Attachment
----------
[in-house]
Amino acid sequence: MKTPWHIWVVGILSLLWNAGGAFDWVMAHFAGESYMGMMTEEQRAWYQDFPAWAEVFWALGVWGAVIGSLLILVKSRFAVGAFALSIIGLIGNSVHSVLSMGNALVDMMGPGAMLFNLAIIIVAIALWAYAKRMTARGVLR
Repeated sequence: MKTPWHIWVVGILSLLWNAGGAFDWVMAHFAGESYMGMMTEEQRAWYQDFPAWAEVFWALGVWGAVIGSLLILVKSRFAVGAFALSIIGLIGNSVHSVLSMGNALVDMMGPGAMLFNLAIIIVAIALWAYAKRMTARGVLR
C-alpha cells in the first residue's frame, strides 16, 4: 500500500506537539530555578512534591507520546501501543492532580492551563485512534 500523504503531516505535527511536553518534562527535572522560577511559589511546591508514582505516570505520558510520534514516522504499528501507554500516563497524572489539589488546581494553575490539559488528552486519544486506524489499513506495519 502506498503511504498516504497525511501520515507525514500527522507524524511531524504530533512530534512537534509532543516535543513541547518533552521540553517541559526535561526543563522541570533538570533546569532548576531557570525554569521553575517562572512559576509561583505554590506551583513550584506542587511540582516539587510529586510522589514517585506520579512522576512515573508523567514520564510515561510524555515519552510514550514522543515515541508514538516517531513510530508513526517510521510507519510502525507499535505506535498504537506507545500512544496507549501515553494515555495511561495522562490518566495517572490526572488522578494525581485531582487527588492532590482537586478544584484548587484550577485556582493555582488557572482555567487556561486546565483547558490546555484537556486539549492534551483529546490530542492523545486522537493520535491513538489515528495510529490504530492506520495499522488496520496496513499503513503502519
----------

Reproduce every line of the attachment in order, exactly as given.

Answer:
[in-house]
Amino acid sequence: MKTPWHIWVVGILSLLWNAGGAFDWVMAHFAGESYMGMMTEEQRAWYQDFPAWAEVFWALGVWGAVIGSLLILVKSRFAVGAFALSIIGLIGNSVHSVLSMGNALVDMMGPGAMLFNLAIIIVAIALWAYAKRMTARGVLR
Repeated sequence: MKTPWHIWVVGILSLLWNAGGAFDWVMAHFAGESYMGMMTEEQRAWYQDFPAWAEVFWALGVWGAVIGSLLILVKSRFAVGAFALSIIGLIGNSVHSVLSMGNALVDMMGPGAMLFNLAIIIVAIALWAYAKRMTARGVLR
C-alpha cells in the first residue's frame, strides 16, 4: 500500500506537539530555578512534591507520546501501543492532580492551563485512534 500523504503531516505535527511536553518534562527535572522560577511559589511546591508514582505516570505520558510520534514516522504499528501507554500516563497524572489539589488546581494553575490539559488528552486519544486506524489499513506495519 502506498503511504498516504497525511501520515507525514500527522507524524511531524504530533512530534512537534509532543516535543513541547518533552521540553517541559526535561526543563522541570533538570533546569532548576531557570525554569521553575517562572512559576509561583505554590506551583513550584506542587511540582516539587510529586510522589514517585506520579512522576512515573508523567514520564510515561510524555515519552510514550514522543515515541508514538516517531513510530508513526517510521510507519510502525507499535505506535498504537506507545500512544496507549501515553494515555495511561495522562490518566495517572490526572488522578494525581485531582487527588492532590482537586478544584484548587484550577485556582493555582488557572482555567487556561486546565483547558490546555484537556486539549492534551483529546490530542492523545486522537493520535491513538489515528495510529490504530492506520495499522488496520496496513499503513503502519